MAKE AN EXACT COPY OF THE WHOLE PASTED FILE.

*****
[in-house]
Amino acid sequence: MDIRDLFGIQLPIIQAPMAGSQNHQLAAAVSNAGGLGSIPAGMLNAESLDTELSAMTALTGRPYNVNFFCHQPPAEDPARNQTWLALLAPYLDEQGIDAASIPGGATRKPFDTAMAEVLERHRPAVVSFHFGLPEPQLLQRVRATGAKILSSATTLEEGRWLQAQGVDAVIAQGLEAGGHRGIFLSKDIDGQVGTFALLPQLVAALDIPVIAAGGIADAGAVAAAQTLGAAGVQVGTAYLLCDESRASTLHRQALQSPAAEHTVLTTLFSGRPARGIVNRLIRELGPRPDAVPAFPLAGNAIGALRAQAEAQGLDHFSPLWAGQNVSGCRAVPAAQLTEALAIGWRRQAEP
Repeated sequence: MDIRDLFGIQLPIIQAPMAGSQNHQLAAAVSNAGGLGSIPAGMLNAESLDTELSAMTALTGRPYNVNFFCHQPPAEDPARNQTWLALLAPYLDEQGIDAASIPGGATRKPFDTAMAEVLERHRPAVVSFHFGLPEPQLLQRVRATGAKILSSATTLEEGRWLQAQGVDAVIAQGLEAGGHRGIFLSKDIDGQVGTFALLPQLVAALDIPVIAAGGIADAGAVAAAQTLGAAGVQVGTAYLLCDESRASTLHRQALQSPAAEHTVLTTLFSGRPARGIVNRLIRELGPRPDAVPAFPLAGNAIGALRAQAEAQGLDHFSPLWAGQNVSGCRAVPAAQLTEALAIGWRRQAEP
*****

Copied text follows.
[in-house]
Amino acid sequence: MDIRDLFGIQLPIIQAPMAGSQNHQLAAAVSNAGGLGSIPAGMLNAESLDTELSAMTALTGRPYNVNFFCHQPPAEDPARNQTWLALLAPYLDEQGIDAASIPGGATRKPFDTAMAEVLERHRPAVVSFHFGLPEPQLLQRVRATGAKILSSATTLEEGRWLQAQGVDAVIAQGLEAGGHRGIFLSKDIDGQVGTFALLPQLVAALDIPVIAAGGIADAGAVAAAQTLGAAGVQVGTAYLLCDESRASTLHRQALQSPAAEHTVLTTLFSGRPARGIVNRLIRELGPRPDAVPAFPLAGNAIGALRAQAEAQGLDHFSPLWAGQNVSGCRAVPAAQLTEALAIGWRRQAEP
Repeated sequence: MDIRDLFGIQLPIIQAPMAGSQNHQLAAAVSNAGGLGSIPAGMLNAESLDTELSAMTALTGRPYNVNFFCHQPPAEDPARNQTWLALLAPYLDEQGIDAASIPGGATRKPFDTAMAEVLERHRPAVVSFHFGLPEPQLLQRVRATGAKILSSATTLEEGRWLQAQGVDAVIAQGLEAGGHRGIFLSKDIDGQVGTFALLPQLVAALDIPVIAAGGIADAGAVAAAQTLGAAGVQVGTAYLLCDESRASTLHRQALQSPAAEHTVLTTLFSGRPARGIVNRLIRELGPRPDAVPAFPLAGNAIGALRAQAEAQGLDHFSPLWAGQNVSGCRAVPAAQLTEALAIGWRRQAEP